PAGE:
Given that it was such an unpredictable and wild week, the rankings underwent a massive overhaul, starting with a new team at the top. With injuries and uncertainty continuing to hang over this 2020 season, there is a good chance this order will change dramatically again as soon as next week.
1. Green Bay Packers: 4-0 (Last Week: 3) Bye Week This is a nice setup for the Packers. Take the week off an move atop the Power Rankings. Green Bay has been dominant through its four games and it is not at full strength yet. Davante Adams has been banged up, but should be back at 100% starting in Week 6. Eventually, Allen Lazard will be back as well. The Packers defense still could use some improvement against the run, but this secondary is quietly one of the better units in the league.
2. Seattle Seahawks: 5-0 (Last Week: 2) Won 27-26 vs. Minnesota Seattle got hot in the third quarter and scored three touchdowns in under two minutes. Outside of that stretch, the Seahawks looked outmatched against the Vikings. Russell Wilson worked a bit of late magic just to pull off a one-point win against a one-win team. The defense has been an issue all year long. However, the run defense was a strong point, up until Minnesota racked up 200 yards, even with Dalvin Cook missing the second half. Seattle was a bit lucky to stay unbeaten, but there is something to be said for showing ability to win close games.
3. Kansas City Chiefs: 4-1 (Last Week: 1) Lost 40-32 vs. Las Vegas The streak is over. Kansas City lost its first game since November as the defense fell apart. Derek Carr racked up 346 yards and three touchdowns, including two of over 50 yards. The Chiefs are still top in the AFC West though despite the loss. Sometimes a loss like this can help refocus a team. After all, it has been almost a year since Andy Reid’s team came out on the losing end. They will get a Bills team that is out to prove it is for real after dropping its first game of 2020.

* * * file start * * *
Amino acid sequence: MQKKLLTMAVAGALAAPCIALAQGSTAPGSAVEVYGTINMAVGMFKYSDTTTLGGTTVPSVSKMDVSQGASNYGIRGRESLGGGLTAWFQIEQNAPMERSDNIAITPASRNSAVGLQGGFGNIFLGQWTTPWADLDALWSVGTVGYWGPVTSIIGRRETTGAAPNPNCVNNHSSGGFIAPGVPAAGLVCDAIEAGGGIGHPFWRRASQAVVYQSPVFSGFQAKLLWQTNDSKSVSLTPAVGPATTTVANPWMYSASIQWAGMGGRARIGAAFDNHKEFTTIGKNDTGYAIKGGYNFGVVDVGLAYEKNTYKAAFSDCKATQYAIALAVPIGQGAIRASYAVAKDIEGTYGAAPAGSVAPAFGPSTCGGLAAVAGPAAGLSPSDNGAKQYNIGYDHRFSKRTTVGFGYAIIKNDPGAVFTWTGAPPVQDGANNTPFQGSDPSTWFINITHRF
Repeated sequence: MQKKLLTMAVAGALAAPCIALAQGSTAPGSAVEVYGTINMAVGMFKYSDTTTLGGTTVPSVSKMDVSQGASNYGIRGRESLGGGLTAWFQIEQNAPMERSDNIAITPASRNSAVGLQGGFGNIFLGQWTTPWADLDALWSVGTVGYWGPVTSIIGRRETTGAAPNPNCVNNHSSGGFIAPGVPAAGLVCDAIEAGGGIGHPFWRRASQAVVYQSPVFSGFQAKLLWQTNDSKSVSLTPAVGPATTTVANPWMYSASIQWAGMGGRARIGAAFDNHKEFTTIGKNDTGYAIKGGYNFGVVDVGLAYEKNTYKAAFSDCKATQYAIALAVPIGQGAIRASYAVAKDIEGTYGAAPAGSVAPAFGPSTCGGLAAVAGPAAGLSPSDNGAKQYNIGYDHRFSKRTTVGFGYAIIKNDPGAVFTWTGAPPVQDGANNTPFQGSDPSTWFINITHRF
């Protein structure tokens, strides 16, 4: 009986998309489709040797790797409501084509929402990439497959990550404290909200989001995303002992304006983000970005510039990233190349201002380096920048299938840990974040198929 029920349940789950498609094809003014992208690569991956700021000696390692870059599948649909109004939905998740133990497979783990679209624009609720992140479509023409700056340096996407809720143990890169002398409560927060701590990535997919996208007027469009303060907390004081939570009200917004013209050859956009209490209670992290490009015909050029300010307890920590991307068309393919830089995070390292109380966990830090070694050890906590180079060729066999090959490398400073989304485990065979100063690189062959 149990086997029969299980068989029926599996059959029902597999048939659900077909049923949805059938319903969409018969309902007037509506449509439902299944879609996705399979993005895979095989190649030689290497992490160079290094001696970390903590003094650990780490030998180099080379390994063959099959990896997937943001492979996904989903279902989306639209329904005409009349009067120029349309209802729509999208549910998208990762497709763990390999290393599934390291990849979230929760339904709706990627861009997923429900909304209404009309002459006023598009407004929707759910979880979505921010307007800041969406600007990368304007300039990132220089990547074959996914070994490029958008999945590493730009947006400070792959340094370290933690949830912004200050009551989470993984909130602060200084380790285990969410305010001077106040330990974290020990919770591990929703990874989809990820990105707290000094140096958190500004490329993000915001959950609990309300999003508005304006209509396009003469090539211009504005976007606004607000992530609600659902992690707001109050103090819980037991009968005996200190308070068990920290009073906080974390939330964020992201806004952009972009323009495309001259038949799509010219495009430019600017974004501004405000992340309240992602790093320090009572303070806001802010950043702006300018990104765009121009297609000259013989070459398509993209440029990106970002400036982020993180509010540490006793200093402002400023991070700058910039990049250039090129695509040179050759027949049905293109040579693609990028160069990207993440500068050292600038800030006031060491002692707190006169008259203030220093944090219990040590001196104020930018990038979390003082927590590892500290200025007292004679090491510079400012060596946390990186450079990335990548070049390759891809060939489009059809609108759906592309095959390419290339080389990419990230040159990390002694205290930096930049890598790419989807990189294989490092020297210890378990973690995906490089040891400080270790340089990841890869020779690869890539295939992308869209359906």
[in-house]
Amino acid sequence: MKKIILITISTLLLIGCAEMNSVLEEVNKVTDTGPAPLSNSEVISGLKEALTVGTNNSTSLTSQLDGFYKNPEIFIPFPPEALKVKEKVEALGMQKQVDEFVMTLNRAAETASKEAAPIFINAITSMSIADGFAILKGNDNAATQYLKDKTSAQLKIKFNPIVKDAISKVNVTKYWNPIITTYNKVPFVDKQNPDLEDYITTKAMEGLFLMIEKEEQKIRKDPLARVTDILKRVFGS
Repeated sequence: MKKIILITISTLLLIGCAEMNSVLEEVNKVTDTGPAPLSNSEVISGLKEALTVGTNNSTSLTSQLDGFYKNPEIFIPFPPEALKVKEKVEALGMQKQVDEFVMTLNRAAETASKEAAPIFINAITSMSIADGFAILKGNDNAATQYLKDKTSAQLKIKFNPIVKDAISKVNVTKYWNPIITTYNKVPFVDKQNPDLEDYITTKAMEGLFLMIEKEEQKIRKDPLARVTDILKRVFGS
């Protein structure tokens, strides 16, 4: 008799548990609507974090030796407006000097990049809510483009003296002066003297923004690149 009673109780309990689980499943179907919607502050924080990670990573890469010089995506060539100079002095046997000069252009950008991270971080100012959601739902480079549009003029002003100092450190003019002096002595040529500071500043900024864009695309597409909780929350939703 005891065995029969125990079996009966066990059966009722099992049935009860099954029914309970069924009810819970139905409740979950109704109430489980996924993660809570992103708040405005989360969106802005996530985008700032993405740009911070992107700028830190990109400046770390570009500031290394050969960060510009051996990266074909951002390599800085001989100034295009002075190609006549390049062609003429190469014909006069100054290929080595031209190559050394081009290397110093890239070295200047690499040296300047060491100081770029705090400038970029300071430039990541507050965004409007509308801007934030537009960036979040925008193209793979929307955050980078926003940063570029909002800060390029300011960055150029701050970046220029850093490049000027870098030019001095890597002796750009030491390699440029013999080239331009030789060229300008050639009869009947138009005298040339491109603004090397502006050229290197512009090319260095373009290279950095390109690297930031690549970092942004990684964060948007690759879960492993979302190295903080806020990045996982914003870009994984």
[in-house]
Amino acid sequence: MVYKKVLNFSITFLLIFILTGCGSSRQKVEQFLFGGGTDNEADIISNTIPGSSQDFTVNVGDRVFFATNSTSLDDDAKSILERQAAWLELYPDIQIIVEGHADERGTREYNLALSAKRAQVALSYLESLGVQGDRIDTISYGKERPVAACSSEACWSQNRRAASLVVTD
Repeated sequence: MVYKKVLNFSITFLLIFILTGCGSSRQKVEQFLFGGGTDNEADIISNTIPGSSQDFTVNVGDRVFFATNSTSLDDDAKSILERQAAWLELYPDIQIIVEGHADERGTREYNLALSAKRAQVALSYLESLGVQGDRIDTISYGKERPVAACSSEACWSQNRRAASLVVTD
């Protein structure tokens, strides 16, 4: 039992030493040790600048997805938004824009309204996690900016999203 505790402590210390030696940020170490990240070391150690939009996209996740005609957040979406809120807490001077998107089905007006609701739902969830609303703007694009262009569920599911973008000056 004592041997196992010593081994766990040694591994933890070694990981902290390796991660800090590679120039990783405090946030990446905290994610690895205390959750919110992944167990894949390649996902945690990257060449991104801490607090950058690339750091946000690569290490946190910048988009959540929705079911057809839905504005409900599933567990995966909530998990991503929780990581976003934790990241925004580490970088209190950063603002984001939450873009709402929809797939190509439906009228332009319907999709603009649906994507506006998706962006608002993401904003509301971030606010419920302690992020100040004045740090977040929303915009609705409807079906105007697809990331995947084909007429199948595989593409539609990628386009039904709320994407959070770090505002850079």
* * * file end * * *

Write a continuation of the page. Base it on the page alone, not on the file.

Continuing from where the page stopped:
4. Baltimore Ravens: 4-1 (Last Week: 4) Won 27-3 vs. Cincinnati Baltimore reminded everyone that while Joe Burrow might be the first overall pick and the Bengals are headed in the right direction, it is going to be a few years before they can really compete in the AFC North. The Ravens sacked Burrow an outrageous seven times and held the Bengals to just 2.5 yards per carry. Add in three forced turnovers, and this looked like the defense we saw down the stretch last year. Now if only the offense could get back to it’s 2019 form.
5. Pittsburgh Steelers: 4-0 (Last Week: 7) Won 38-29 vs. Philadelphia For the first time in 41 years, the Steelers are 4-0. For a franchise that has been so consistently in the top half of the league, it is hard to believe 1979 was really the last time Pittsburgh won four straight to open the season. Winning the battle of Pennsylvania was a bit ugly at times, Miles Sanders did rip off a 74-yard TD run after all, but Chase Claypool came to the rescue. He put on a performance for the ages, complete with four touchdowns. I don’t know how this front office continue to find incredible talent at receiver in seemingly every NFL draft.